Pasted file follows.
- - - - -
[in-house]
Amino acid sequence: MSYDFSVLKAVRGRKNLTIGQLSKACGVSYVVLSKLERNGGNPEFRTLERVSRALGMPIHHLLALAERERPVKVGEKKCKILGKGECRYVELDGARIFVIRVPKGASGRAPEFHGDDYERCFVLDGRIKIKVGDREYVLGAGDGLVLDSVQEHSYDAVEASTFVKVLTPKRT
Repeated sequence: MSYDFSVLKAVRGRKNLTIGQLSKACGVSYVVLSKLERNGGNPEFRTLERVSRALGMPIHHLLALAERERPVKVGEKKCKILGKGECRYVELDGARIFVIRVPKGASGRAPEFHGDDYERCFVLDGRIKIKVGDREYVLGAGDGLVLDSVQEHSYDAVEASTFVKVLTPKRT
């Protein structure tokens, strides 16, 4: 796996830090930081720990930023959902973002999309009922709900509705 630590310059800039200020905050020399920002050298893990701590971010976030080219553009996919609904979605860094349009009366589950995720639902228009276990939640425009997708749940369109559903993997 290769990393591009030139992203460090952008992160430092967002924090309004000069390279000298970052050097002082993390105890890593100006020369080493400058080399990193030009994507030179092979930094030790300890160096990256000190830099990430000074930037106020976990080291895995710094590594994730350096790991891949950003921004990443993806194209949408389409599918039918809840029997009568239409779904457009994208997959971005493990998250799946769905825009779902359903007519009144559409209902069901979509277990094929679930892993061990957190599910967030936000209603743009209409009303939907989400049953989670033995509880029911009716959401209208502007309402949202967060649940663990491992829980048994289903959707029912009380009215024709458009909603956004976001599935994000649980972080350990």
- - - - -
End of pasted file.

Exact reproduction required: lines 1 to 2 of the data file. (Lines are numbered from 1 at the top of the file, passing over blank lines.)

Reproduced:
[in-house]
Amino acid sequence: MSYDFSVLKAVRGRKNLTIGQLSKACGVSYVVLSKLERNGGNPEFRTLERVSRALGMPIHHLLALAERERPVKVGEKKCKILGKGECRYVELDGARIFVIRVPKGASGRAPEFHGDDYERCFVLDGRIKIKVGDREYVLGAGDGLVLDSVQEHSYDAVEASTFVKVLTPKRT